Pastoral Care During the Pandemic

Even in the midst of pandemic, we church leaders have to continue providing pastoral care for our sheep. Here are some reflections on this task in these unusual days: 1. The telephone has become a greater tool of ministry. Actually calling someone and talking to someone has become a much more significant approach to ministering […]

Even in the midst of pandemic, we church leaders have to continue providing pastoral care for our sheep. Here are some reflections on this task in these unusual days:

1. The telephone has become a greater tool of ministry. Actually calling someone and talking to someone has become a much more significant approach to ministering to people. Voices over the telephone can be more comforting, encouraging and motivating than email or texts.

2. Personal visits occur much less often—and they sometimes occur sitting in socially-distanced chairs in a driveway. We don’t just “drop by” someone’s house these days. Now, visiting requires permission, and social distancing requires planning.

3. Zoom counseling sessions have increasingly become the norm. The needs of our members are even more acute these days, and we don’t have the option of delaying our response. They may not be as effective as in-person meetings, but Zoom meetings are a means to continue pastoral counseling.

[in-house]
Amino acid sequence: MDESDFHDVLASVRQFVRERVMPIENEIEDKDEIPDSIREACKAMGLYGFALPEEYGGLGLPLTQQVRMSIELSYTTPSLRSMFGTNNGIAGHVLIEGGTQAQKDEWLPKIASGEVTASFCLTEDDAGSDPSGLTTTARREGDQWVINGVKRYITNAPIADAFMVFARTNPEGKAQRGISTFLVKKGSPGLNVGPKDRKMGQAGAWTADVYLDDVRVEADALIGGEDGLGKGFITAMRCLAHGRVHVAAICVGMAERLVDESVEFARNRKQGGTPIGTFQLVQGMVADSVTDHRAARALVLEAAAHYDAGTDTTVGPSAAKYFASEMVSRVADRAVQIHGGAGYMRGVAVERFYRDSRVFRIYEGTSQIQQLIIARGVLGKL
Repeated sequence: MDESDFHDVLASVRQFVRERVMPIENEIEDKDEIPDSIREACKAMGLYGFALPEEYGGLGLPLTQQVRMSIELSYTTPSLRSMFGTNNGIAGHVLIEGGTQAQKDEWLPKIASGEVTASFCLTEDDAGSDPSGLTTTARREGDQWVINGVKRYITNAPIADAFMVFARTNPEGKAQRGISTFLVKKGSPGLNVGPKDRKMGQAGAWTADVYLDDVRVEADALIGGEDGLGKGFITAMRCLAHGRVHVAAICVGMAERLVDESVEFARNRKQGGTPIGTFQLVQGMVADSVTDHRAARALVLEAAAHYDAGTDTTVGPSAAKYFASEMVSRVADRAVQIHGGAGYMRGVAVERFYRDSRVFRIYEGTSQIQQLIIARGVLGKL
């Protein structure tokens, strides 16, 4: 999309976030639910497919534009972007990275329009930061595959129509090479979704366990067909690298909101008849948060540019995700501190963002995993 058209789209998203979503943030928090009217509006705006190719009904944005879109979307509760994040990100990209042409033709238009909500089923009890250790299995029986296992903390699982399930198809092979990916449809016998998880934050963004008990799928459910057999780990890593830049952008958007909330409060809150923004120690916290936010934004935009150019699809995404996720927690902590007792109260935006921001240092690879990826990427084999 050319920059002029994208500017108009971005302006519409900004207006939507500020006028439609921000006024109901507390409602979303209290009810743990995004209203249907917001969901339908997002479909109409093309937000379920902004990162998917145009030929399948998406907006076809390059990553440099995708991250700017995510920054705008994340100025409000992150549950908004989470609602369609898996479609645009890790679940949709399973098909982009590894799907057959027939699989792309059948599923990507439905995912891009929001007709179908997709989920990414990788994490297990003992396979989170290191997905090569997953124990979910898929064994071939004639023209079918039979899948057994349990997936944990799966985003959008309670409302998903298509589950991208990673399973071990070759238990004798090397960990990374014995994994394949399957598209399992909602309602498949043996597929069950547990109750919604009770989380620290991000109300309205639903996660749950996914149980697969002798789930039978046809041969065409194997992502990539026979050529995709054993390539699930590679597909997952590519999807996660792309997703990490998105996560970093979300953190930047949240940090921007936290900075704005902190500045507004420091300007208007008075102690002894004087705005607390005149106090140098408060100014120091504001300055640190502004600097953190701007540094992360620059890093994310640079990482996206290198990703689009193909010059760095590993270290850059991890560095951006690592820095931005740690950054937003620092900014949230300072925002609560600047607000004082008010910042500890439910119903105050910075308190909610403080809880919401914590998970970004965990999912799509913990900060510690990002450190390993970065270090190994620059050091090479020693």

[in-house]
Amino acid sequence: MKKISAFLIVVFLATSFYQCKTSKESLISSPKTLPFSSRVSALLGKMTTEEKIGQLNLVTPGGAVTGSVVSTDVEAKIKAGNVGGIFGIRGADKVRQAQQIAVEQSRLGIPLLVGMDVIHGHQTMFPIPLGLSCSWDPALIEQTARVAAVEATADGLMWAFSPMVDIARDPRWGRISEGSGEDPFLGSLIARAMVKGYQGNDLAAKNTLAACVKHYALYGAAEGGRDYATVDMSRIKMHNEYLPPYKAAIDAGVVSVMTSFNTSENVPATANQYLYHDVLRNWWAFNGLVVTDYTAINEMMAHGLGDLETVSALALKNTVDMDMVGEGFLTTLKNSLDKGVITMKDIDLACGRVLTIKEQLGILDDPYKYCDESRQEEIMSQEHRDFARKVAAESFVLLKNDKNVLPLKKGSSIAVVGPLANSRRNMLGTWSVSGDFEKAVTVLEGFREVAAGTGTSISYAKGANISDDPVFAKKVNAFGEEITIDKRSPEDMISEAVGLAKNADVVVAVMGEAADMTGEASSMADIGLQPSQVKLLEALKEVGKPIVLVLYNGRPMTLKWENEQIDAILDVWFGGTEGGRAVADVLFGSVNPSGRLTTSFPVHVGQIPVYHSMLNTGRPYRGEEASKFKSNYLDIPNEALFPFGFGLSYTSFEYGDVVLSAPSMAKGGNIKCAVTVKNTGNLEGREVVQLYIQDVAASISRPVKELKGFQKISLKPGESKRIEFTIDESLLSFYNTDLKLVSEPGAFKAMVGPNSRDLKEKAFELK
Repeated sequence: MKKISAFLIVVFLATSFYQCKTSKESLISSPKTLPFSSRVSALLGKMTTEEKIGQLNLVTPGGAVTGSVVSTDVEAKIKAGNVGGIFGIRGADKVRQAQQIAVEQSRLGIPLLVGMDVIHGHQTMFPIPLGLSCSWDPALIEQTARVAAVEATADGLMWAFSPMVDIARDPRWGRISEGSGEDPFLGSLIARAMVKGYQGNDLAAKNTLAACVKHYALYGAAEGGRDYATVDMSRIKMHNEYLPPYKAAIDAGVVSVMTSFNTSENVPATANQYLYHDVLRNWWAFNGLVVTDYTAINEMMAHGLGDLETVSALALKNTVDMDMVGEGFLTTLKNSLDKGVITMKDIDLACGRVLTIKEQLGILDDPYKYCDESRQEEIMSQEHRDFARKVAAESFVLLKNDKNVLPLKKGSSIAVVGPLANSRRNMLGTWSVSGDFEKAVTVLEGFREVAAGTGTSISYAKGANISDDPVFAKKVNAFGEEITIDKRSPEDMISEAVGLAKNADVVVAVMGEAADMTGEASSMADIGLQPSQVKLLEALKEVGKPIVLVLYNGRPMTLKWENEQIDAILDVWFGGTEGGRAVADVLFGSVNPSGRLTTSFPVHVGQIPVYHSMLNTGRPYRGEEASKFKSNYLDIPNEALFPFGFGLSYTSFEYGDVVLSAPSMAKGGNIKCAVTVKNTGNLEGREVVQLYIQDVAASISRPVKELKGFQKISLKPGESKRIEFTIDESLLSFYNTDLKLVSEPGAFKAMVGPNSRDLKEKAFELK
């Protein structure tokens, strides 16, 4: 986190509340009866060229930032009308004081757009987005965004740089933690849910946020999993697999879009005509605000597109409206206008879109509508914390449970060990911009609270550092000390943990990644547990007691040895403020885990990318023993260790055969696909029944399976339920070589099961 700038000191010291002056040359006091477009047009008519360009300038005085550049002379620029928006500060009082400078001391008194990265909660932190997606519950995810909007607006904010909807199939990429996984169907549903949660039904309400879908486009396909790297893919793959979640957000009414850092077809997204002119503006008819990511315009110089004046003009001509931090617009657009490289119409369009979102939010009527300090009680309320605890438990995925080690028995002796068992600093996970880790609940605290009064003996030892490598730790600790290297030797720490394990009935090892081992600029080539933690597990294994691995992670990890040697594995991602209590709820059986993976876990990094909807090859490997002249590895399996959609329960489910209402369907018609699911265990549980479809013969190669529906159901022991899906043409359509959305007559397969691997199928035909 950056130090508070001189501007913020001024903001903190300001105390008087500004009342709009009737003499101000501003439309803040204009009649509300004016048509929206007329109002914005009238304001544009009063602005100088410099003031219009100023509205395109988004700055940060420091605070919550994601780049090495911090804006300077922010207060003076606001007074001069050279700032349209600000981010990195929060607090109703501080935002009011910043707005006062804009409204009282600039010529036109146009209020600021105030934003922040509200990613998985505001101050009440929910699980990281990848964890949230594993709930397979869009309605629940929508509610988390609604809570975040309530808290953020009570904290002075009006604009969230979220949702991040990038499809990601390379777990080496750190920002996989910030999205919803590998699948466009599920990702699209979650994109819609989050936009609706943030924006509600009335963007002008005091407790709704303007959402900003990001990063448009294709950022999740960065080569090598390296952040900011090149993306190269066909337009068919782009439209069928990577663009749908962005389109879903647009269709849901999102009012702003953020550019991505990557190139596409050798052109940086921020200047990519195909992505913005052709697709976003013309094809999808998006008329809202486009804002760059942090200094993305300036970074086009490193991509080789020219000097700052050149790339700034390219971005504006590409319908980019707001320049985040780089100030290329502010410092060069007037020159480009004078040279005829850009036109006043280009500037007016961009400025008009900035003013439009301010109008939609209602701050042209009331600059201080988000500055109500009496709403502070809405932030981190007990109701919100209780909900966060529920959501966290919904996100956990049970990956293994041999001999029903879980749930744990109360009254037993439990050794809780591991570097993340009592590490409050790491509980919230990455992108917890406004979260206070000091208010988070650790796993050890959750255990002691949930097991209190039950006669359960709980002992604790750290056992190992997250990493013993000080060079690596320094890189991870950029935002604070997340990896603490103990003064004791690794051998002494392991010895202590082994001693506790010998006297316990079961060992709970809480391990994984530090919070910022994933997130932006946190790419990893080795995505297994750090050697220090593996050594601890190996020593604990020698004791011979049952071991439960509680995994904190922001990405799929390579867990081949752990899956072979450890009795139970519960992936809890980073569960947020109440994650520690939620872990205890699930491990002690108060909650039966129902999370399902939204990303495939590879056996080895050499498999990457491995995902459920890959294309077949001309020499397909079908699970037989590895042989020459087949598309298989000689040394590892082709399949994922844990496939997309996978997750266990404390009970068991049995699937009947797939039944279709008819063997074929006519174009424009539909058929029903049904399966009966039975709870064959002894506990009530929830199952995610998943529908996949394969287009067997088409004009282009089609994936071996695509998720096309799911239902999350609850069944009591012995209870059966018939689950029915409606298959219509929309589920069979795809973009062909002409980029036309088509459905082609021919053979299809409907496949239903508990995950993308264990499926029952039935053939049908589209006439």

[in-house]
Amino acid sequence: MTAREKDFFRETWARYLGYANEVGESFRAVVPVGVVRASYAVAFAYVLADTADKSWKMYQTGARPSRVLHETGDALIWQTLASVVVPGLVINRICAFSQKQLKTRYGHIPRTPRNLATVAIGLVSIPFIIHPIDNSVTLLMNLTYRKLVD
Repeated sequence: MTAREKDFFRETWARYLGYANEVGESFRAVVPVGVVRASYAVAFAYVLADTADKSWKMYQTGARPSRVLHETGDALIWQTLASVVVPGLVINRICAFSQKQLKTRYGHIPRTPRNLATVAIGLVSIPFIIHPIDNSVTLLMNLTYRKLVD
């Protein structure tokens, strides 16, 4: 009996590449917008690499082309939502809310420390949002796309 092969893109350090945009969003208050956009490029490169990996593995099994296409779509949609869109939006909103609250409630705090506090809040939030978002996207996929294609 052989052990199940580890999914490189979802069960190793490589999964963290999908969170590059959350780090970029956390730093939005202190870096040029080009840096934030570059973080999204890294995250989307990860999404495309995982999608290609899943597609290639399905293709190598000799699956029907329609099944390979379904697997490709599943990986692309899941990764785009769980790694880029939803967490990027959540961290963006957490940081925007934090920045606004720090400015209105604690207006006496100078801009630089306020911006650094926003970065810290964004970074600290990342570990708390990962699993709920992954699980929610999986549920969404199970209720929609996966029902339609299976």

4. For churches that offer a “come forward” response time at the end of the service, little decision counseling is taking place on the spot. Again, social distancing makes it hard for a pastor to put his arm around a member and pray for that person. The current situation is forcing us to come up with other means to respond to spiritual needs on the spot.

5. Hospital visits, if they occur at all, require much more permission and coordination. Gone are the days when we pastors could stop in during most hours to visit a parishioner. If hospitals allow visitors now, we must follow protocols to secure permission to visit and to guard everyone (including ourselves) against COVID-19.

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6. Church office “drop in” visits for ministry are occurring less often. In some cases, churches still aren’t open during the week. In other cases, they’re open but require masks and social distancing. Some members, too, are still hesitant in general to come to the church building.

7. Pastoral care sometimes requires us to ask some folks not to come to church. We’ve not typically done that in the past, but now we must remind the vulnerable and the ailing that gathering with a congregation may not be best.

8. Leading funerals and weddings now can be more stressful. Some weddings have been changed dramatically. Some funerals have been severely limited in the number of attenders. Both events have sometimes been delayed by COVID—and we still must minister to these hurting families.

9. Good pastoral care has required being more proactive than reactive. In the past, pastoral care usually assumed we would respond to a need when we heard about it. That’s still the case, but we’ve also been pushed to check on folks proactively when we don’t see them regularly at church.

What are you experiencing as you do pastoral care?

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This article originally appeared on ChuckLawless.com and is reposted here by permission.